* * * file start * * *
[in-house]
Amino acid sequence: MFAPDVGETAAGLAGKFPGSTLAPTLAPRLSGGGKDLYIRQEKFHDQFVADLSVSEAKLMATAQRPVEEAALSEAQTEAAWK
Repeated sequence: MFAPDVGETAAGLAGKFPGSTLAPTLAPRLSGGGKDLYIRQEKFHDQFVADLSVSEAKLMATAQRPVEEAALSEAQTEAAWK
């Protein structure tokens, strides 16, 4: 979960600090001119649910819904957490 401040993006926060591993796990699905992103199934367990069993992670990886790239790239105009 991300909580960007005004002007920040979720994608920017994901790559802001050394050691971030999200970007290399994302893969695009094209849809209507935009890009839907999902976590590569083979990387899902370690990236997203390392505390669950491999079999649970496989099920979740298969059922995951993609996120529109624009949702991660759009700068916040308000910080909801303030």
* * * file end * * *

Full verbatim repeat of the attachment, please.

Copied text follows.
[in-house]
Amino acid sequence: MFAPDVGETAAGLAGKFPGSTLAPTLAPRLSGGGKDLYIRQEKFHDQFVADLSVSEAKLMATAQRPVEEAALSEAQTEAAWK
Repeated sequence: MFAPDVGETAAGLAGKFPGSTLAPTLAPRLSGGGKDLYIRQEKFHDQFVADLSVSEAKLMATAQRPVEEAALSEAQTEAAWK
């Protein structure tokens, strides 16, 4: 979960600090001119649910819904957490 401040993006926060591993796990699905992103199934367990069993992670990886790239790239105009 991300909580960007005004002007920040979720994608920017994901790559802001050394050691971030999200970007290399994302893969695009094209849809209507935009890009839907999902976590590569083979990387899902370690990236997203390392505390669950491999079999649970496989099920979740298969059922995951993609996120529109624009949702991660759009700068916040308000910080909801303030």